How Gulf states tackled COVID-19 more effectively than the West

How Gulf states tackled COVID-19 more effectively than the West

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A medic takes a swab from a man during drive-thru COVID-19 testing, Abu Dhabi, UAE, March 30, 2020. (Reuters)

Ten months on from the appearance of the coronavirus disease (COVID-19) — and 44 million confirmed cases and 1.1 million deaths later — it is time to ask why some nations have fared so much better than others in the battle against the virus.
Among the better-performing nations is the UAE and its record will be closely studied by researchers striving to prepare the world to cope better with the next microbial assault that will inevitably come our way.
Meanwhile, the US is among the unexpected losers. It has had by far the largest number of cases of COVID-19 worldwide — more than 9 million, or 20 percent of the global total. Its tally of over 230,000 deaths is also the world’s largest. Both figures are out of proportion to the size of its population of 330 million. India has had almost as many cases, but shared among a population four times larger, and its death toll of 120,000 is only about half that of America’s.
Equally stark is the contrast between the impact of the pandemic in Western nations, particularly the US and the UK, and the Gulf. In the West, a fatal blend of political self-interest and dithering indecision has slowed and sabotaged timely responses. The GCC governments, unencumbered by unwieldy political systems, have been able to respond far more swiftly to the pandemic — and none more so than the UAE.
The UAE reported its first infection on Jan. 29. The number of daily cases rose steadily, peaking at 994 on May 23, before falling and bottoming out at 164 at the beginning of August. Since then, the daily case rate has continued to creep back up, to an all-time high of 1,578 on Oct. 23. As of Wednesday, the UAE had recorded a total of 129,000 cases and 485 deaths.
The rise in the number of daily cases is the product of two factors: Increased testing, which has inevitably detected more infections, and the gradual reopening of the economy, which has unavoidably led to an increase in transmission. Crucially, however, the rise in cases has not led to a proportional increase in deaths.
But looking at only total numbers of cases and deaths gives a distorted impression of how a nation has fared. By this measure, the UAE’s total number of cases makes it the 38th worst-affected country in the world. On a table measuring mortality, its 485 deaths put it in 83rd position.
Assessing just how effective a country’s response has been means looking at the number of cases, deaths and other statistics per head of population. With 12,995 cases per million of population, the UAE is in 43rd position in the world, and with a record considerably better than four of its five GCC neighbors, including Qatar (the second-worst nation globally, with 46,990 cases per million). By this measure, only Saudi Arabia, in 62nd position with 9,879 cases per million people, has marginally outperformed the UAE.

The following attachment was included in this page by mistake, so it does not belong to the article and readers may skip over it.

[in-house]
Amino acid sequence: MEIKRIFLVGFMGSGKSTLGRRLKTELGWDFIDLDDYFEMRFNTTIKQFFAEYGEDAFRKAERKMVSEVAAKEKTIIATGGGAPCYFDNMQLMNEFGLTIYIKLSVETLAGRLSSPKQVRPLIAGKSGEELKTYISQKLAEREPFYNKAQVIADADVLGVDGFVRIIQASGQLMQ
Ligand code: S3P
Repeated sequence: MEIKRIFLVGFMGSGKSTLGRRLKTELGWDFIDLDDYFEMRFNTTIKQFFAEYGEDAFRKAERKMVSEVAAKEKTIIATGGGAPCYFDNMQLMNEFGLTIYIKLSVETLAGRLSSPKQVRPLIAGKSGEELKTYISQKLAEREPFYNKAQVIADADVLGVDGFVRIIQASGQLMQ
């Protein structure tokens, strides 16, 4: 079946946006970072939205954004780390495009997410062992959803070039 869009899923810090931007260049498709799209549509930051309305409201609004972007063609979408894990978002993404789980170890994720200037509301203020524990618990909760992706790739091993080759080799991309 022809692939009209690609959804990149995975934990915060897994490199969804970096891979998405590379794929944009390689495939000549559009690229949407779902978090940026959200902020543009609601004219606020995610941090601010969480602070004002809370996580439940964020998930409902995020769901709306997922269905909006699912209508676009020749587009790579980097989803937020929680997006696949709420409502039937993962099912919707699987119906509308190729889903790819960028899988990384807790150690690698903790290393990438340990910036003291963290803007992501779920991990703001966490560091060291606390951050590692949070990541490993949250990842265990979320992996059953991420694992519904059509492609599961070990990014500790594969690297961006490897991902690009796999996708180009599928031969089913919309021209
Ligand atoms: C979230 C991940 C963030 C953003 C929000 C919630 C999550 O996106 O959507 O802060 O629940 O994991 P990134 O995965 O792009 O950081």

The number of deaths suffered by any country should also be seen in relation to the size of its population. The UAE’s total number of fatalities represents a rate of just 49 per million head of population — far below the global average of 150. By this measure, the UAE has performed better than 108 other countries, including the US and all the major European states.

GCC governments, unencumbered by unwieldy political systems, have been able to respond far more swiftly.

Jonathan Gornall

The UAE has consistently outperformed much of the world in limiting the devastation caused by the disease. How? One part of the answer can be found in the UAE’s well-developed health care system, which is blessed with world-class clinics and hospitals backed by an insurance system that ensures patients have access to the best expertise and equipment available. Even that, however, would have meant little had the UAE not acted swiftly and intelligently right from the outset to limit the impact of the pandemic.
In February, all 18 countries in the region were subject to an external evaluation of their national pandemic action plans by the World Health Organization, and only one scored the maximum possible points: The UAE. That preparation has been evident in every timely step the UAE has taken throughout the pandemic. From the early imposition of travel controls to the closure of schools and workplaces, the UAE has been ahead of the game.
As the experience of the US, the UK and much of the rest of Europe has shown, when it comes to confronting an unprecedented threat on the scale of the coronavirus pandemic, countries with a political class that is focused — even in the midst of a global crisis — on the next election rather than on the common good are bad for their people’s health.

  • Jonathan Gornall is a British journalist, formerly with The Times, who has lived and worked in the Middle East and is now based in the UK. @Syndication Bureau
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